Havoc on the pavements

Haphazard Parking

Havoc on the pavements

Bangaloreans have always been notorious for parking two-wheelers on the pavements but now, they seem to have graduated to the next level — some drivers have begun parking their four-wheelers on the pavements as well, making it impossible for pedestrians to use them.

The number of cases registered for illegal parking has increased at an alarming rate with 7,49,959 cases this year.

Metrolife interacted with the traffic police, BBMP officials and Bangaloreans to understand why parking on pavements continues.

According to the statistics available with the traffic police, 2012 had a total of 14,91,071 cases of illegal parking and 2011 had 6,96,699 cases.

The figures don’t seem to dip at all. The police say that they have been contemplating stringent punishment, including increasing the fine amount from Rs 100 to Rs 500 and treating footpath offenders as criminals by filing cases against them under Section 279 of the Indian Penal Code for rash and negligent driving. Additional commissioner of police (traffic) B Dayananda concedes that the measures that are in place are not enough to curb the menace. “The proposal to increase the fine amount from Rs 100 to Rs 500 is still pending. It will have to be passed as a law. It is only when the fine amount is increased that people will refrain from parking wherever they want, especially on the pavements,” he says.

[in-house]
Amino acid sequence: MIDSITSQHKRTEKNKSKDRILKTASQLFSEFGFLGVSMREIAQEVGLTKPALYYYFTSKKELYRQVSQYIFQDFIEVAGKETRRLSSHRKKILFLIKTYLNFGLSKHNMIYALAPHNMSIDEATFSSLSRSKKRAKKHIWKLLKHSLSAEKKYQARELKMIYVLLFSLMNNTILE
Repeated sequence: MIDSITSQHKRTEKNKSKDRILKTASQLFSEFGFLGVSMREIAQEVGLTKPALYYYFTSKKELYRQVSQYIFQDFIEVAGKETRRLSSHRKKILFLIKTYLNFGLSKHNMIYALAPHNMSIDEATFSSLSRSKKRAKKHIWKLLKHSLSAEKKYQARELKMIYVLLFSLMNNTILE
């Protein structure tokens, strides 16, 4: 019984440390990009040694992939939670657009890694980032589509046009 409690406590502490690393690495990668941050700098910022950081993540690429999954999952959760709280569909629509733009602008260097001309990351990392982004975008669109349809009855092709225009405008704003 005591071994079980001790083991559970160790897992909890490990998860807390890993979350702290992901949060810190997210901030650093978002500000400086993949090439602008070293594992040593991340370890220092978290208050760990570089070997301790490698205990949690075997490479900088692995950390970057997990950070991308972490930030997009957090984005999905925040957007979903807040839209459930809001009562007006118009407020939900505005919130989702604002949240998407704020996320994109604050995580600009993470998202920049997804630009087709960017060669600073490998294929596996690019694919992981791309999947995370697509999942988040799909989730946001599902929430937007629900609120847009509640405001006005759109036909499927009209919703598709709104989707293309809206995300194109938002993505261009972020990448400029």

Dayananda further states that he is also collaborating with the BBMP to reconsider the multistoried car park project that has been proposed in several places in the City. “Commercial complexes must have basement parking. This will prevent people from parking on the main roads and on pavements. We are contemplating replicating the paid-parking system that’s on Brigade Road in several areas across the City,” he adds. But the BBMP officials seem clueless when asked about such a parking lot. A senior officer with the BBMP confirms, “We were only thinking about having multistoried car parks in several areas but nothing has been sanctioned or planned so far.”

People say that the lack of adequate parking space and endless traffic jams provoke motorists to ride and park on the footpath. Akash, an engineering student, says that he has seen an elderly woman being knocked down by a two-wheeler rider on the pavement. “People park and even ride on pavements but cops don’t react. Nothing much is being done to stop this,” says Akash.

Sourish Mukherjee, another youngster, feels that a fine amount of Rs 100 will not deter people from committing the offence again. “The police must clamp down on the offenders and instil a sense of fear in them. Lack of adequate parking facilities in the City is the main problem,” he avers.

People from other parts of the country, who come to work here, think that the traffic in the City is getting worse and people lack good driving sense.

Udit, an employee with TCS, points out, “People don’t seem to have the patience to wait for the signal lights to turn green. Instead, they try to get ahead of others by driving on and dislodging the pavements.”  
 
Murali, another professional, thinks that people won’t stop parking on the pavement unless the traffic police come down heavily on offenders. “I think some kind of railing must be put to separate the pavement from the road, so that no motorist can drive on to the pavement,” he sums up.

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